Mary Guinan

Founding Dean, School of Public Health
Expertise: Community health, Sexually transmitted disease, Epidemics, Infectious disease

Biography

Mary Guinan is the founding dean of the School of Public Health at UNLV. She is a physician/scientist and a professor of epidemiology and community health. She was among the first scientists in America to identify the emerging AIDS cases of the 1980s as part of an epidemic and has been a leading researcher and educator on sexually transmitted diseases for more than 30 years. 

Working extensively to improve the health of all Nevadans, Guinan led an exhaustive study of the childhood leukemia cluster, which affected the rural Nevada town of Fallon. She also played a substantial role in getting Clark County's water supply fluoridated.

During her 20-year career at the Centers for Disease Control and Prevention (CDC), she became the first woman to serve as chief scientific advisor to the director of the CDC.

As founding dean of the School of Community Health Sciences, Guinan is passionate about public health. Her complex mission involves working in a network with local, state, and federal health authorities, conducting scientific research, eliminating health gaps between socioeconomic and ethnic groups, and providing quality education for students and the public.

Board Certification

Certified by the American Board of Internal Medicine, 1977, and the subspecialty Infectious Diseases, 1978.

American Board Preventive Medicine and Public Health, 1999.

Professional Honor

Elected to Fellow of the Infectious Diseases Society of America in 1981 for excellence in research.

Education

  • B.A., Hunter College, City University of New York
  • M.D., Johns Hopkins Medical Institutions, Baltimore, Maryland
  • Ph.D., Physiology, University of Texas Medical Branch, Galveston, Texas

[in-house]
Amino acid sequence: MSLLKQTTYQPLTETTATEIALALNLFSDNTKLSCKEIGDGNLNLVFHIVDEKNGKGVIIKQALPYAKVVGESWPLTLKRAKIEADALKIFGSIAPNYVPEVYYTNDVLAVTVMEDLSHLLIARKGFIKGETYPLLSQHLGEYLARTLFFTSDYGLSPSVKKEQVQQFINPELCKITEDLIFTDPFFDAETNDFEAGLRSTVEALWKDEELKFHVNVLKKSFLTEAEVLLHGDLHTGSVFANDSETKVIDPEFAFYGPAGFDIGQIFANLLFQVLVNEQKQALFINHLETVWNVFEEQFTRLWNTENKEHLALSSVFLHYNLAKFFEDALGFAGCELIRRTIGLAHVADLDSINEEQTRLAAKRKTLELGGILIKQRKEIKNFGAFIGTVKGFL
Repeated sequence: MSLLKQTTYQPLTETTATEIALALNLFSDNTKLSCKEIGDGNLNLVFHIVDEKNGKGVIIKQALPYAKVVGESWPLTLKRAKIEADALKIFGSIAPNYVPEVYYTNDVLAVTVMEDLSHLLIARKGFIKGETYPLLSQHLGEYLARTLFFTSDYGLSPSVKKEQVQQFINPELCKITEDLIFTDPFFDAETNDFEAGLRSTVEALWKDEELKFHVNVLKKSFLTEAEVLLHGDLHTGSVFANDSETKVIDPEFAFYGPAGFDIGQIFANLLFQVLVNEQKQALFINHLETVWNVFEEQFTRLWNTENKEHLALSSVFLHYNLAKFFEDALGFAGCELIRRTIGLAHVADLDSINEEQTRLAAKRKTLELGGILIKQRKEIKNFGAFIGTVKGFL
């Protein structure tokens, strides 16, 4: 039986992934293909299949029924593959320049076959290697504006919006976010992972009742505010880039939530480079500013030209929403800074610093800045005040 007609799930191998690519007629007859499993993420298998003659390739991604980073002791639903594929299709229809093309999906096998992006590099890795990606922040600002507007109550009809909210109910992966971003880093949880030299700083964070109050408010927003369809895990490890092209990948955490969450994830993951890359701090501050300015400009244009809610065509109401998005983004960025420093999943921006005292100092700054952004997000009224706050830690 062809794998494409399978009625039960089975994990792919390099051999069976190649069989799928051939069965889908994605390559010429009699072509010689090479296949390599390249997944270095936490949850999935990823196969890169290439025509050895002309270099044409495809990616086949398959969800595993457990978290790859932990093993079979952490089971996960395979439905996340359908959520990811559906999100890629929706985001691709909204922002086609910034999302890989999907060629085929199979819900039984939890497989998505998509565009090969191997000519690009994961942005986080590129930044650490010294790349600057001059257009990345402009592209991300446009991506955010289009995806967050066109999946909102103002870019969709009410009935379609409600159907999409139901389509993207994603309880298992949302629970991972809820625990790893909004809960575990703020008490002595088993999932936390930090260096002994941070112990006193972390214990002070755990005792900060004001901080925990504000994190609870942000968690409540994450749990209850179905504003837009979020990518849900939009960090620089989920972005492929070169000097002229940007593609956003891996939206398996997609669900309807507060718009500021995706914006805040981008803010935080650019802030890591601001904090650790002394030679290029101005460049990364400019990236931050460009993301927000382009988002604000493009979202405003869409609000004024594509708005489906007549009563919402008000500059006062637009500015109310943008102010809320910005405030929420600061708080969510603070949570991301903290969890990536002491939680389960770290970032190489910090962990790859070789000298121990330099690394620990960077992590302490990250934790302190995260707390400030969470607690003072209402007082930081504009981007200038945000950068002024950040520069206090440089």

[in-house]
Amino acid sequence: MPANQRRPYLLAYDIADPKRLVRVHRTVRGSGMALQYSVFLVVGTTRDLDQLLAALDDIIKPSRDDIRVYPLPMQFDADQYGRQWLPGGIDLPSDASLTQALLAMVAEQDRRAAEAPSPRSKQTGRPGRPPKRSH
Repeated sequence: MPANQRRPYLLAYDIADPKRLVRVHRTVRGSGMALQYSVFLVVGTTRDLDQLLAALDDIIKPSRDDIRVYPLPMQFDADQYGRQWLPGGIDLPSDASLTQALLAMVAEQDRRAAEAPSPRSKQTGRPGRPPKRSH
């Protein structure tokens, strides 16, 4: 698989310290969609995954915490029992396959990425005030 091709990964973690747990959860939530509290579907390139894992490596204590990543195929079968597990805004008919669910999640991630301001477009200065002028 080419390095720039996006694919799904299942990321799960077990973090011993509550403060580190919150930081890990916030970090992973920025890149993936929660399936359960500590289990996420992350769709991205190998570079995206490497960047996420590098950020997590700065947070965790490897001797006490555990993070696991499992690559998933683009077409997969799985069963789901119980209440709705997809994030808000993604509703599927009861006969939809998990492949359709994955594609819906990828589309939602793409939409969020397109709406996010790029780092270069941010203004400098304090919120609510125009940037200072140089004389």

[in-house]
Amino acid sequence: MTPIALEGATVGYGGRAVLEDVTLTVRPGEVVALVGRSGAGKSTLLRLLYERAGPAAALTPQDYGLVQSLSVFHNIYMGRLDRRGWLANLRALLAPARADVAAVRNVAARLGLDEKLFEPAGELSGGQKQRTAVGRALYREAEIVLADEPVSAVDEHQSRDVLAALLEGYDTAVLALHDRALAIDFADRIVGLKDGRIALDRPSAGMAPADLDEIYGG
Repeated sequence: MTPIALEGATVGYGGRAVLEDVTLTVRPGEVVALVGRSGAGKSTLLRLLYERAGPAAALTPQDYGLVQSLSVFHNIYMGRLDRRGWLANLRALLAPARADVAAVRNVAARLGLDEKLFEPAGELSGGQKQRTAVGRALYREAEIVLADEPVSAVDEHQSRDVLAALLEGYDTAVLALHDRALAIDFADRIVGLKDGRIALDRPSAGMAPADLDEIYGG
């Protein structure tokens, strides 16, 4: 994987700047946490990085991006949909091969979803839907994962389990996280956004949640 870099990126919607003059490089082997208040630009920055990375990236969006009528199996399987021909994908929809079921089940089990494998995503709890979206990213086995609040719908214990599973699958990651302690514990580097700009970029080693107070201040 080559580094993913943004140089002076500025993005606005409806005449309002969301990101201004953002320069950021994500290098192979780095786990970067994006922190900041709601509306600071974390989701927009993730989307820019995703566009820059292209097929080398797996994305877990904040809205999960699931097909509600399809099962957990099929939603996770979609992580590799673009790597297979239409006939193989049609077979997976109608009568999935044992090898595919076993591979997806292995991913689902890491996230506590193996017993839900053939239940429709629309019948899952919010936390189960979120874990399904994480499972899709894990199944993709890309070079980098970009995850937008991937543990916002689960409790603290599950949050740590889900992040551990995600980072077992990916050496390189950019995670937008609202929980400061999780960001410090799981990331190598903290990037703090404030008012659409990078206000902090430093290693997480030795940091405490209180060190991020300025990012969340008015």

Mary Guinan In The News

Game Changers in Medicine
August 14, 2020
You may have heard the story of Edward Jenner, the milkmaids, and the discovery of the smallpox vaccine. But is that story really true? In today’s episode, Dr. Pillay pulls back the curtain to reveal some little-known serendipity behind the discovery of the world’s first vaccine. As scientists strive to find a vaccine for SARS-CoV-2, does that long-ago medical breakthrough have lessons to teach us even today? Listen to find out.
Wall Street Journal
April 17, 2020
Doctors believe that the disease may have gone dormant and then come back, posing more challenges for testing
The Independent
December 16, 2019
The memoirs of Mary Guinan and Cornelia E Davis in the 1970s reveal their battle with curing smallpox in India, while fighting sexism along the way
The Conversation
November 26, 2019
Smallpox is one of the only diseases to have been eradicated by sustained human effort. But before it was eradicated in 1977, it claimed an estimated 300 million lives in the 20th century alone. The highly contagious disease was characterised by fever and a spotted skin rash. Although most people recovered, about three in every ten people died from smallpox.

Articles Featuring Mary Guinan

Two women stand reading a map on a wall
Business and CommunityJune 30, 2020
How UNLV’s School of Public Health took center stage in the coronavirus crisis.
Mary Guinan, in traditional dress in an Afghan refugee camp
PeopleMarch 29, 2016
When her plans to become an astronaut did not pan out, Mary Guinan created an equally impressive legacy eradicating diseases and founding a school.
Campus NewsDecember 3, 2015
From law to health to advocacy to science, UNLV professors tackle HIV prevention, education and treatment both domestically and abroad.
Business and CommunityFebruary 12, 2014
UNLV professors weigh in on some of the state’s big battles and quiet victories in community health.